How to Tile a Shower Floor

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The shower is where you key up for the day, refresh after a workout or relax after a long day of work. Renovating your shower with a tile floor is an important step in customizing your bathroom. Putting down tiles will improve the appearance of your bathroom and increase the overall value of your house.


Refurbishing a shower floor can be tricky. The floor must be waterproofed, sloped for drainage and comfortable to stand on. This article will show you how to do it all. (This article assumes that the reader has some proficiency in the skills necessary to complete the tasks described.)

Things You'll Need

  • Required Supplies to Retile Your Bathroom:
  • •Two piece shower drain with weep holes
  • •PVC pan liner to cover entire pan plus 1 ft up surrounding walls
  • •Deck mud
  • •Mosaic tiles
  • •Tile ring
  • •Graduat
  • •Ensure that your shower drain has been installed in the proper location with the lower half supported flush with the sub floor.

    •Remove the upper half of the drain and install PVC pan liner (available at home improvement and tile stores).

    •Use galvanized roofing nails to nail the liner at least 12" up the walls surrounding the shower pan.

    •Let the liner relax into the pan, with no stress where the floor meets the walls. Some folding will be required into the corners. Allow the pan liner to overlap the shower curb.

  • •Once the pan liner is installed, slit it lightly over the drain bolts so that the liner will fit snugly to the lower half of the shower drain.

    •Cut out a hole in the pan liner directly over the drain hole.

    •Re-install the top half of the drain and bolt down.

    •Place a galvanized roofing nail or small piece of tile into each of the three weep holes in the drain.

  • •Install your wallboard or backer board after the pan liner has been installed. The backer board should overlap the pan liner.

    •Once the wallboard or backer board it has been installed, use a level to mark a line all the way around the walls approximately an inch above the top of your shower drain.

  • •It's now time to float your pan. Here it is best to use premixed deck mud if it is available at your local home improvement store or tile shop. If not, you can make your own mix with 4 parts sand to 1 part portland cement.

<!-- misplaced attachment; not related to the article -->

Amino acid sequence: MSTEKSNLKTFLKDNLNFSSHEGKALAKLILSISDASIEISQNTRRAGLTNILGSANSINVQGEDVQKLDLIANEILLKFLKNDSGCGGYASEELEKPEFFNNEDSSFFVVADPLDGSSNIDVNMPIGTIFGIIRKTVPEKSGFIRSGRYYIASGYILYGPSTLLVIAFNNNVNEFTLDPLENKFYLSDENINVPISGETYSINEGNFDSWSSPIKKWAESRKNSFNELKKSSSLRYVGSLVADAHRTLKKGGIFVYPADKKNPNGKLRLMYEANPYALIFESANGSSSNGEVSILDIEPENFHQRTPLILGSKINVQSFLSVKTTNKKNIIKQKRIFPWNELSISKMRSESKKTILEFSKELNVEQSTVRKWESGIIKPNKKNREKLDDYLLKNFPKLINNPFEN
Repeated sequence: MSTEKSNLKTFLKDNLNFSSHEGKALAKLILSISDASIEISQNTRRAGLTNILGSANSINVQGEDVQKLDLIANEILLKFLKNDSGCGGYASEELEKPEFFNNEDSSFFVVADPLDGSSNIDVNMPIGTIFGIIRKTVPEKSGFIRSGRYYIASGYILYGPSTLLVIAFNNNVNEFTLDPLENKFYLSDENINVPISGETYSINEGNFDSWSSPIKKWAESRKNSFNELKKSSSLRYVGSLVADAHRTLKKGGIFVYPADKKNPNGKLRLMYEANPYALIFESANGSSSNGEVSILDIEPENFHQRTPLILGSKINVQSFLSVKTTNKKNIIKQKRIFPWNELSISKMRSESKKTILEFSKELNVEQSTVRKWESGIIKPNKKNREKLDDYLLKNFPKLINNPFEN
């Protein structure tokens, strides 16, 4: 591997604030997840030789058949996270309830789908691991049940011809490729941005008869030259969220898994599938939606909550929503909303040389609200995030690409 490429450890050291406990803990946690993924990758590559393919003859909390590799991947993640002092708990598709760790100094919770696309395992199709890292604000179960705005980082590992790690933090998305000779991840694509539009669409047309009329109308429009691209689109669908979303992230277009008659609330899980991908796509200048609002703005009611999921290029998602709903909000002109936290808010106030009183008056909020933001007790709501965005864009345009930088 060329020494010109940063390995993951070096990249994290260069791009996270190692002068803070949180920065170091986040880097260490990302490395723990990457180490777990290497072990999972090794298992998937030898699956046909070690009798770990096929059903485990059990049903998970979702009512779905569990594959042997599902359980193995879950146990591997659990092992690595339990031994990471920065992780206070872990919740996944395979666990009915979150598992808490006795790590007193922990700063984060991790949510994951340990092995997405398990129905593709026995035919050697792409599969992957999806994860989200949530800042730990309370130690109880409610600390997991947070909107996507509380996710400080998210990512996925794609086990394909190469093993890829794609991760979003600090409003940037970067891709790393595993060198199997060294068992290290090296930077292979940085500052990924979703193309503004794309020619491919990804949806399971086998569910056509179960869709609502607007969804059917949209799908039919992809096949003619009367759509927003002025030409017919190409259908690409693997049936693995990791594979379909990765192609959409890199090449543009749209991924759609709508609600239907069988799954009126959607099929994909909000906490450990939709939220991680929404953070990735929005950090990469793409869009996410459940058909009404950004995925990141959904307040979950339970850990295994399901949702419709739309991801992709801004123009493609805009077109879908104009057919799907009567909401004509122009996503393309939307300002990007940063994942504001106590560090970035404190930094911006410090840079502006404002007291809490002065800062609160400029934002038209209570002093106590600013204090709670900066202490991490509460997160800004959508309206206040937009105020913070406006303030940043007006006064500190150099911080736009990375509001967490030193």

•Mix the substance in a wheelbarrow or mud pan. Add only enough water to the dry mix to make a "dry pack". When you grab a handful of the mix and squeeze, it should stay together in a ball without feeling wet or mushy.

  • •Once you've mixed your mud, scoop or shovel it into your pan.

    •Start at the rear shower wall and use your level to make sure the mud is even as you apply it along the wall.

    •Gently hand trowel your slope toward the drain. This task will require graduated straight edges, usually manufactured of aluminum and available at tile stores or home improvement stores. These are basically screeds of various lengths. If you don't have the budget to purchase graduated straight edges, you can make your own by cutting down a 1x3 board to the various lengths you'll need.

    •Use the straight edges as needed by placing one end along the shower wall and the other end close to the drain and dragging or working the straight edge at the slope desired. Remember here to allow for the thickness of your tile at the drain. In other words, float your mortarbed approximately 1/4" to 3/8" below the lip of the drain so that the tile will install flush to the drain.

    •Continue this process around the entire shower pan. It will take some time and patience the first time you do it, but the reward is that you'll have a perfectly sloped shower pan. This will, literally, lay the groundwork for a beautiful new shower tile floor.
    •Once you've screeded the slope, use a wood float to pack the mud down. Fill in areas as needed. Again, patience will help you achieve a flawlessly sloped pan so your shower floor renovation will come out right.

    •Place your level or levels from wall to wall to check that your mortarbed is level all the way around the perimeter of the pan. This will have an impact on the way your wall tile installs.

  • •Allow the mortarbed to set for at least 24 hours.

    •Once it has set, you can install your tile ring, which will eliminate the need for nipping or cutting your tile around the shower drain.

    •Now, it should be a fairly straightforward matter of laying out, cutting and installing your mosaic tiles on the shower pan.

    After all this hard work, you should be rewarded with a beautiful new tile floor in your shower, which will certainly improve the look of your bathroom and enjoy your next relaxing shower even more.

    Specialty Home Improvement congratulates you on your successful home improvement project. For even more DIY home projects, check out our entire section of How To Articles.

Tips & Warnings

  • Allow for the thickness of the tile around the drain when floating your shower pan.
  • Use a tile ring to avoid cutting or nipping your tile into a circle around your drain.
  • Install your wall tile first so that any unevenness in your shower pan will not be as noticeable.
  • Photo Credit www.specialtyhomeimprovement.com
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